WCO vice-president Parker Gallant and president Jane Wilson speak on Ontario’s mismanaged electricity sector, energy poverty, wind turbine noise regulation, and what’s ahead for 2017
Wind Concerns Ontario
Q:You’ve been telling people about the impact of renewables, specifically wind power, on Ontario’s electricity or hydro bills. How much of our electricity bills is due to the wind power/renewables program in Ontario?
Parker Gallant: I recently reviewed the cost of wind and solar generation relative to its contribution to Ontario’s demand for electricity and its impact on our electricity costs is shocking. Wind and solar in the first six months of 2016 delivered 8% of our generated power and represented 35% of the Global Adjustment which appears set to average over $1 billion per month. That represents a cost of over 36 cents a kilowatt hour (kWh), including the hourly Ontario energy price (HOEP).
Q: Parker, you’ve also been telling people about the Global Adjustment or GA, which is where a lot of charges are hidden. Do you think these charges should be detailed on our bills, or is that even possible?
Parker Gallant: While I believe in principle the GA should be revealed on our monthly bills, in practice, that would require reams of paper. How will the local distribution company explain how much you are billed for curtailed wind generation or the meteorological stations that measure the amount of curtailed wind that might have been generated? How to explain, say, the cost of spilled hydro or steamed off nuclear or the water fuel fee, or how to tell the ratepayer how much they are subsidizing the rates for large industrial clients, or what it is costing under the rural and remote rate plan (RRRP) that transports diesel fuel to remote First Nations, among dozens of other items included in our monthly bills?
Q: The Premier and Energy Minister are now saying that parts of their policies have been a “mistake” and that they need to get bills down. Wind Concerns is saying that canceling wind power contracts is necessary for that to happen. Can you explain? How much are the 2016 contracts worth?
Parker Gallant: Interesting they are now admitting a “mistake,” but when George Smitherman was Energy Minister he was provided with a long-term energy plan that had been carefully developed by “experts” within the crown agencies. He chose to cancel the plan and instead, impose one developed in conjunction with outsiders who were NOT experts. Previous Energy Ministers (Dwight Duncan comes to mind for his “smart meter” for every ratepayer) made mistakes, as did those who followed such as Brad Duguid and were roundly criticized by both the media and by ratepayers. The canceling of wind power projects not yet built or even contracted is only “step one” and will slow the climb in our bills. The current Minister, Glenn Thibeault has only suspended Large Renewable Procurement or LRP ll, and needs to cancel it, as well as LRP I and any of those contracts now past their agreed-to start date. There are ways to reduce costs almost immediately.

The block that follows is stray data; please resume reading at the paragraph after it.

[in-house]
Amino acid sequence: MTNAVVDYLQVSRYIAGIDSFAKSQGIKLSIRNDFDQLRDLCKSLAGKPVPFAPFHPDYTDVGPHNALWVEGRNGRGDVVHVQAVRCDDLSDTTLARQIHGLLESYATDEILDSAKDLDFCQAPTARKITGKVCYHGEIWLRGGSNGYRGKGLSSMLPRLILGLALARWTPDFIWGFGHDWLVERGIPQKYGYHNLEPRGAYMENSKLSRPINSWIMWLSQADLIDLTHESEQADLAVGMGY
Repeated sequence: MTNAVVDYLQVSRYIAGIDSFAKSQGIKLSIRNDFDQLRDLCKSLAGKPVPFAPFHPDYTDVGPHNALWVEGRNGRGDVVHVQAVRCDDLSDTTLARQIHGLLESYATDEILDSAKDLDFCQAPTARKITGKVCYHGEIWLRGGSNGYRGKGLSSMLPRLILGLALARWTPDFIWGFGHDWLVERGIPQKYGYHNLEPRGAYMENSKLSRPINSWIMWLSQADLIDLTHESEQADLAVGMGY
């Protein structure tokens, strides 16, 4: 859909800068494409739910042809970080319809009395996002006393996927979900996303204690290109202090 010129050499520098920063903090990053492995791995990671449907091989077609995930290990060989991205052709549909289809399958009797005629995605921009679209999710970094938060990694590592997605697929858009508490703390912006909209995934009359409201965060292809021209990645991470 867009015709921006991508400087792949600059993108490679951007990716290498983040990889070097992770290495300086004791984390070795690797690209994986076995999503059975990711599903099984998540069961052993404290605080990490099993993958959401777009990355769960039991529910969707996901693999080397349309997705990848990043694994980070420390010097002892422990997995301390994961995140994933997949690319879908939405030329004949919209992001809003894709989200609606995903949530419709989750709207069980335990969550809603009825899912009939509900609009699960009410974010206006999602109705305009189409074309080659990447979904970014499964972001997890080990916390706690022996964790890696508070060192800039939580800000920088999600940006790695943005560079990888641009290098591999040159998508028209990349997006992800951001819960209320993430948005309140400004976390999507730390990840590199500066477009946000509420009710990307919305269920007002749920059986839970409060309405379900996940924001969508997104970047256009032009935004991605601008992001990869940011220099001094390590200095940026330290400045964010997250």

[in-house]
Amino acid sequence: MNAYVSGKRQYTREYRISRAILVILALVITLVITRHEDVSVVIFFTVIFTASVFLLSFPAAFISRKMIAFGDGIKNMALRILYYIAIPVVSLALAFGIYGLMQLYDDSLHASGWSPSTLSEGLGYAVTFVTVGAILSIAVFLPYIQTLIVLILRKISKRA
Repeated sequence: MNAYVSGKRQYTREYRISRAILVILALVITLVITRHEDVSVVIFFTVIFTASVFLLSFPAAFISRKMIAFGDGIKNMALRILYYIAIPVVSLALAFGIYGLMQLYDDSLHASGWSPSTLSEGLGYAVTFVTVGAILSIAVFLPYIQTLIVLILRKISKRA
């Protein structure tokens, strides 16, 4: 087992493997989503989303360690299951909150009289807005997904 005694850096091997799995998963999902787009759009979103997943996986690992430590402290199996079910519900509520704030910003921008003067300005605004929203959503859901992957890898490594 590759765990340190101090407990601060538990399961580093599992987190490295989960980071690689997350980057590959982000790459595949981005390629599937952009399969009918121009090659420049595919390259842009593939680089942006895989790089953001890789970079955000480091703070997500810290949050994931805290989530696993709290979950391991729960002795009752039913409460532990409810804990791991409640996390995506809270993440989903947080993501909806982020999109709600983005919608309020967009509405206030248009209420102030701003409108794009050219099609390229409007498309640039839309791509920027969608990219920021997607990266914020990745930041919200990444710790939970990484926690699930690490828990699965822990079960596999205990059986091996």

Jane Wilson: Wind Concerns Ontario prepared a detailed document for the IESO on the Long-Term Energy Plan, suggesting ways they could save $1.7 billion annually. That would have an immediate cost reduction impact.
Q: The Energy Minister says that now, Ontario is a “net exporter” of electricity like that’s a good thing. He claims we’re making money: is that true?
Parker Gallant: Being a “net exporter” of 16.8 terawatts (TWh) in 2015 is simply a demonstration of being a bad planner and manager of the system. If one adds the spilled hydro and curtailed wind to the net exports, the 21.2 TWh could have provided over half of all average Ontario households with power for a full year, yet we sold it 2.36 cents/kWh while we paid 10.14 cents/kWh for its generation. Ontario contracted for far too much intermittent and unreliable wind and solar power creating a domino effect the increased our costs of generation. Paradoxically, if Ontario ratepayers consumed more of the annual excess power (15.5% in 2015) it would help reduce our per kWh cost.
Q: What is WCO’s stance on climate change?